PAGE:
Recently, I received the honor of being interviewed by Leelach.com’s originator Nava Fried. I thought I would publish it here, too. If you want to go to the actual post here’s the link: http://www.leelach.com/tichel_interviews, otherwise, check out Leelach.com for awesome art handmade by Israeli women. This is where I discovered my favorite sinar tichel designer, Sara Attali.
My relationship with tichels has a complicated and, perhaps, unusual history. I began covering inconsistantly about 7 years ago and all of my journey has been while I was single until last month when, Baruch Hashem, I was granted the gift of marrying the man of my dreams, my best friend. My journey during singledom began when I was introduced to Torah after a close friend invited me to a congregation. When I saw that many women covered their hair, it resonated with my soul. Granted, my understanding of the purpose why one should cover was severely limited since my background is not Jewish and I chose to do it for my own appeasement as I was troubled by my thinning hair. I was more concerned about my outward appearance and feelings of worthlessness associated with that than the real reasons why tzniut (often, “modesty” in English but that is a very shallow and restricted definition) should be incorporated into one’s lifestyle. Since the focus was on myself, it was a rocky love-hate relationship. I gave up and returned to dressing and decorating myself by way of the masses in America. Subsequently, I began to turn from my initial level of Torah observance to leniency until HaShem brought one of my closest friends into my life. Her desire to serve G-d spurred me on to reaching out for Him and to allow Him to clean up my life, my wounds, and to fill my holes. It certainly wasn’t long before I began to feel the desire to cover. This time, I felt it was very important to be covered during prayer, and shouldn’t prayer take place at all times? From there, I was introduced to teachings on tzniut which has further deepened my reasoning for covering – even for those who are single. I say that because this world is going further and further into darkness and chaos, tzniut can protect women from being wounded and abused by that darkness. Tzniut is more than just “modesty,” it is closer to a “protection” for your whole being. Tzniut is the introduction of boundaries for your soul manifested by clothing and action – a lifestyle.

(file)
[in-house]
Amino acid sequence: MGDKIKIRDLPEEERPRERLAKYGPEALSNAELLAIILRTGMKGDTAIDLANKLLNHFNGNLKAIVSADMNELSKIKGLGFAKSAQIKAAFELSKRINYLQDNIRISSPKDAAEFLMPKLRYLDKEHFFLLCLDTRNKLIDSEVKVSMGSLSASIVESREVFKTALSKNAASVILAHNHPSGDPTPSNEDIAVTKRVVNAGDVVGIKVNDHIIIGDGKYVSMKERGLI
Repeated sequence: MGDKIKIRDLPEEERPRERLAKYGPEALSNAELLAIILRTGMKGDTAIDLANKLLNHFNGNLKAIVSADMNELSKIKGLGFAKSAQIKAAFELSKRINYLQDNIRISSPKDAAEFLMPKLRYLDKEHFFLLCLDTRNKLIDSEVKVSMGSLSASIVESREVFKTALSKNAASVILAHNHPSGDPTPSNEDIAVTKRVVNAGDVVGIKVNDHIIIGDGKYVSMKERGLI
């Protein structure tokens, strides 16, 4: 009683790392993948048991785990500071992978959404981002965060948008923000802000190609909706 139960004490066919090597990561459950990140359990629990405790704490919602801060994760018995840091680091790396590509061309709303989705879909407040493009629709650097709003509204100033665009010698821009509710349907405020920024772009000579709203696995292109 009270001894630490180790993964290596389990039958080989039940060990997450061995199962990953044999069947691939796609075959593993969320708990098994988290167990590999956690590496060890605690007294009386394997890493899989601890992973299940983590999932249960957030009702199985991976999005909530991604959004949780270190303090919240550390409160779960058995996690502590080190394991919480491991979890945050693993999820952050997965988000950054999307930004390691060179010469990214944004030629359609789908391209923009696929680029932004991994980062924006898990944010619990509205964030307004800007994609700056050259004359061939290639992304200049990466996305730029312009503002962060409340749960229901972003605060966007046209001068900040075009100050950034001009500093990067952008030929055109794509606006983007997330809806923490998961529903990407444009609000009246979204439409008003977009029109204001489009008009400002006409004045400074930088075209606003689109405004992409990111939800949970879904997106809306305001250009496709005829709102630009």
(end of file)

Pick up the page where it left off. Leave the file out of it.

I am not sure I really have a favorite style; however, I would say that I typically wrap my scarves in as many layers as I can comfortably fit with a cute embellishment or two. I tend to use a long rectangular scarf and create a bun with it, then adding my layers and wrapping the tail of the intial scarf around the “bun” part ontop of all the others. Often I use a strand of ribbon or lace to top off the look.
Honestly, once you have down the art of tichel-tying, it doesn’t take long at all. I think I would have to rephrase this and say, what tichel do I use when I don’t feel like putting much effort into being creative? I have a number of simple scarves I use that are very multi-colored and can achieve that layered look by only wrapping one scarf: two are long rectangular scarves with different striping and one is a square, silky, floral scarf in shades of purple that I fold into a triangle.
Teach your daughters, nieces, cousins, granddaughters – whoever comes across your path – the art of hair wrapping. Get creative. If someone makes a comment about your headcovering that may be mean, have compassion on them for they have been taught lies about what freedom really is.